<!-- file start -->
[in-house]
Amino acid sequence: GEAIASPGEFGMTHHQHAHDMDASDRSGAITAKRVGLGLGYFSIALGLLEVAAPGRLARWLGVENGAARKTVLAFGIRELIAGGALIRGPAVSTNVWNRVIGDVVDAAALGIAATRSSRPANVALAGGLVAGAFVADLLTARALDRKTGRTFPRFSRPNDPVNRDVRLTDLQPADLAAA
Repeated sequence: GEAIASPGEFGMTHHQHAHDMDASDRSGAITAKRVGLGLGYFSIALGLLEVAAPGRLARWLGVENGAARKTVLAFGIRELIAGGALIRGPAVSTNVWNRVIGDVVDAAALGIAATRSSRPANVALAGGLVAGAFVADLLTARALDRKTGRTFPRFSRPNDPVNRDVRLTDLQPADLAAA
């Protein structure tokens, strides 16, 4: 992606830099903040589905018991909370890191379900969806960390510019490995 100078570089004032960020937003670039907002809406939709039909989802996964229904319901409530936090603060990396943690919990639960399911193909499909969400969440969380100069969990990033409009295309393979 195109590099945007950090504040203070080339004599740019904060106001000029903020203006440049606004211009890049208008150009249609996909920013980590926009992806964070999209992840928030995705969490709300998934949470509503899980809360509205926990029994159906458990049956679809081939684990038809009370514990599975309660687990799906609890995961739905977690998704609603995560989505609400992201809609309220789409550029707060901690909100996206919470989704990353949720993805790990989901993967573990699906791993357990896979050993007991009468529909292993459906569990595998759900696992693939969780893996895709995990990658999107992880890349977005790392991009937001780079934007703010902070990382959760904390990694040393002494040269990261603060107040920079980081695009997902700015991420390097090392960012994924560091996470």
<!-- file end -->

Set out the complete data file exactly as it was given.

[in-house]
Amino acid sequence: GEAIASPGEFGMTHHQHAHDMDASDRSGAITAKRVGLGLGYFSIALGLLEVAAPGRLARWLGVENGAARKTVLAFGIRELIAGGALIRGPAVSTNVWNRVIGDVVDAAALGIAATRSSRPANVALAGGLVAGAFVADLLTARALDRKTGRTFPRFSRPNDPVNRDVRLTDLQPADLAAA
Repeated sequence: GEAIASPGEFGMTHHQHAHDMDASDRSGAITAKRVGLGLGYFSIALGLLEVAAPGRLARWLGVENGAARKTVLAFGIRELIAGGALIRGPAVSTNVWNRVIGDVVDAAALGIAATRSSRPANVALAGGLVAGAFVADLLTARALDRKTGRTFPRFSRPNDPVNRDVRLTDLQPADLAAA
């Protein structure tokens, strides 16, 4: 992606830099903040589905018991909370890191379900969806960390510019490995 100078570089004032960020937003670039907002809406939709039909989802996964229904319901409530936090603060990396943690919990639960399911193909499909969400969440969380100069969990990033409009295309393979 195109590099945007950090504040203070080339004599740019904060106001000029903020203006440049606004211009890049208008150009249609996909920013980590926009992806964070999209992840928030995705969490709300998934949470509503899980809360509205926990029994159906458990049956679809081939684990038809009370514990599975309660687990799906609890995961739905977690998704609603995560989505609400992201809609309220789409550029707060901690909100996206919470989704990353949720993805790990989901993967573990699906791993357990896979050993007991009468529909292993459906569990595998759900696992693939969780893996895709995990990658999107992880890349977005790392991009937001780079934007703010902070990382959760904390990694040393002494040269990261603060107040920079980081695009997902700015991420390097090392960012994924560091996470």